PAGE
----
Mouthguards can help protect your child from a dental emergency. They should be worn whenever your child is participating in
sports and recreational activities.
Benefit of Mouthguards
Mouthguards, also called mouth protectors, help cushion a blow to the face, minimizing the risk of broken teeth and injuries to your lips, tongue, face or jaw. They typically cover the upper teeth and are a great way to protect the soft tissues of your tongue, lips and cheek lining. Knowing how to prevent injuries like these is especially important if your child participates in organized sports or other recreational activities.
When it comes to protecting your mouth, a mouthguard is an essential piece of athletic gear that should be part of standard equipment from an early age. In fact, studies show that athletes are 60 times more likely to suffer harm to the teeth if they are not wearing a mouthguard. While collision and contact sports, such as
boxing, are higher-risk sports for the mouth, you can experience a dental injury in non-contact activities too, such as
Three Types of Mouthguards:
Custom-fitted. These are made by your dentist for you personally. They are more expensive than the other versions, but because they are customized, usually offer the best fit.
Stock. These are inexpensive and come pre-formed, ready to wear. Unfortunately, they often don’t fit very well. They can be bulky and can make breathing and talking difficult.
Boil and bite. These mouth protectors can be bought at many sporting goods stores and drugstores and may offer a better fit than stock mouth protectors. They are first softened in boiling water, then inserted and allowed to adapt to the shape of your mouth.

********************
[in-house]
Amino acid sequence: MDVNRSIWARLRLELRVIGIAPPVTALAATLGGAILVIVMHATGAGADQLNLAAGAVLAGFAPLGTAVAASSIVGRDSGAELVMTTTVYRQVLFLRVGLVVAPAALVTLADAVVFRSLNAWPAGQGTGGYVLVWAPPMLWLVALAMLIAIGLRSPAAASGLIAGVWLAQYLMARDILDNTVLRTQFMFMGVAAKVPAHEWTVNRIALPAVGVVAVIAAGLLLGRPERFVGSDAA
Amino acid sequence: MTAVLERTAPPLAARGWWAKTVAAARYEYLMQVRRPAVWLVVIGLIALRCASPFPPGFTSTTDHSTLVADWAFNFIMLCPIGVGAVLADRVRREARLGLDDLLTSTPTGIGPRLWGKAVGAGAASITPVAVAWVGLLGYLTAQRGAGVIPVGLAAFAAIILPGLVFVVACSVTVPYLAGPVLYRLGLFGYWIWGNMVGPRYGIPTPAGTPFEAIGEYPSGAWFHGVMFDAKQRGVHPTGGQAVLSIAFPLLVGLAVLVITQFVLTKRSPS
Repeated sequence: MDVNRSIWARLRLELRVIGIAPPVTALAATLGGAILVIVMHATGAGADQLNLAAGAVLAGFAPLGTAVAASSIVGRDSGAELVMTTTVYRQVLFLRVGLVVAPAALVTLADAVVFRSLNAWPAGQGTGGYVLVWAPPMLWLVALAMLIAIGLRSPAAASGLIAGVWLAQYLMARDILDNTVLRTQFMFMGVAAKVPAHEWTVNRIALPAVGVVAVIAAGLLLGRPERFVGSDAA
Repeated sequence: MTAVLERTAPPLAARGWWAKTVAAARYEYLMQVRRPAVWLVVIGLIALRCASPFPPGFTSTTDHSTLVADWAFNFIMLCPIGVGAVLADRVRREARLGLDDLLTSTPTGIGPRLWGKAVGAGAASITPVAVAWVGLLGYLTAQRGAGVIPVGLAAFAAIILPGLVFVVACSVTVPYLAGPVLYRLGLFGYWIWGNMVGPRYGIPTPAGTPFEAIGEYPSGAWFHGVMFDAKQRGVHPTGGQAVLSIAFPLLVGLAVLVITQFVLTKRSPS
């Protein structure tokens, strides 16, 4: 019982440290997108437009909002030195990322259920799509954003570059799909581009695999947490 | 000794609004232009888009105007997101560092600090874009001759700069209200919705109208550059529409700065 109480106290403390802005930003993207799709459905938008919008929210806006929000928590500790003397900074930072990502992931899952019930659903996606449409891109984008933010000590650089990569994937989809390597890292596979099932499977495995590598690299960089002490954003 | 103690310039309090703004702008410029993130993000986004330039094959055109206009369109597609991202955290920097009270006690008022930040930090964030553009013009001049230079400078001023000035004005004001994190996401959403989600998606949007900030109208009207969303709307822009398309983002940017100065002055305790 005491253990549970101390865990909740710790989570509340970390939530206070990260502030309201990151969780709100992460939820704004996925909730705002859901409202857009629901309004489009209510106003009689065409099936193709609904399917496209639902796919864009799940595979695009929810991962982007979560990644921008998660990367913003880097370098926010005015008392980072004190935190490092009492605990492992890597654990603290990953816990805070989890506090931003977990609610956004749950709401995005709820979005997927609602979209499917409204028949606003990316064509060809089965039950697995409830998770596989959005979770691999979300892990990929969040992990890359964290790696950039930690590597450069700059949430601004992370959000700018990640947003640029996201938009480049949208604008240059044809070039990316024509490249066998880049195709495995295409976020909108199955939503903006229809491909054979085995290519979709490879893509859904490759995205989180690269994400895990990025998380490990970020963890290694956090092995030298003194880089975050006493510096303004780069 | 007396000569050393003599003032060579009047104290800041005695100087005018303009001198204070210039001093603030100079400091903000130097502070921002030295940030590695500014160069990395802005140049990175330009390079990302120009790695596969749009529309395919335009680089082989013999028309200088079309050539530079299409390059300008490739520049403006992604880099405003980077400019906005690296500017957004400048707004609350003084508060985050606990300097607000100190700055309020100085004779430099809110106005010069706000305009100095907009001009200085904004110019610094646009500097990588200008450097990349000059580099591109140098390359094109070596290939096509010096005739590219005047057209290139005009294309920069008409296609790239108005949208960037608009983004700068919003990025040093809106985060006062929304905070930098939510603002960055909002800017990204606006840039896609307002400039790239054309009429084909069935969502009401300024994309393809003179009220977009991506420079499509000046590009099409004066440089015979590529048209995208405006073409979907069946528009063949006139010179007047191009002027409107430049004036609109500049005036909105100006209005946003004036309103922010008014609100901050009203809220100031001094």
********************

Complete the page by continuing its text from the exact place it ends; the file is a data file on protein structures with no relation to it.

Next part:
The best mouthguard is one that has been custom made for your mouth by your
dentist. However, if you cannot afford a custom-fitted mouthguard, your child should still wear a stock mouthguard or a boil-and-bite mouthguard from the drugstore. If your child wears braces or another fixed dental appliance on your lower jaw, your dentist may suggest a mouth protector for these teeth as well.
A properly fitted mouthguard may be especially important for people who wear braces or have fixed bridge work. A blow to the face could damage the brackets or other fixed orthodontic appliances. A mouthguard also provides a barrier between the braces and your cheek or lips, limiting the risk of soft tissue injuries.
Talk to Your Child’s Dentist or Orthodontist
Talk to your dentist or
orthodontist about selecting a mouthguard that will provide the best protection. Although mouthguards typically only cover the upper teeth, your dentist or orthodontist may suggest that your child use a mouthguard on the lower teeth if you have braces on these teeth too.
If your child has a retainer or other removable appliance, do not wear it during any contact sports.
Tips for Caring for a Mouthguard:
- Rinse before and after each use or brush with a toothbrush and toothpaste.
- Occasionally clean the mouthguard in cool, soapy water and rinse thoroughly.
- Transport the mouthguard in a sturdy container that has vents.
- Never leave the mouthguard in the sun or in hot water.
- Check for wear and tear to see if it needs replacing.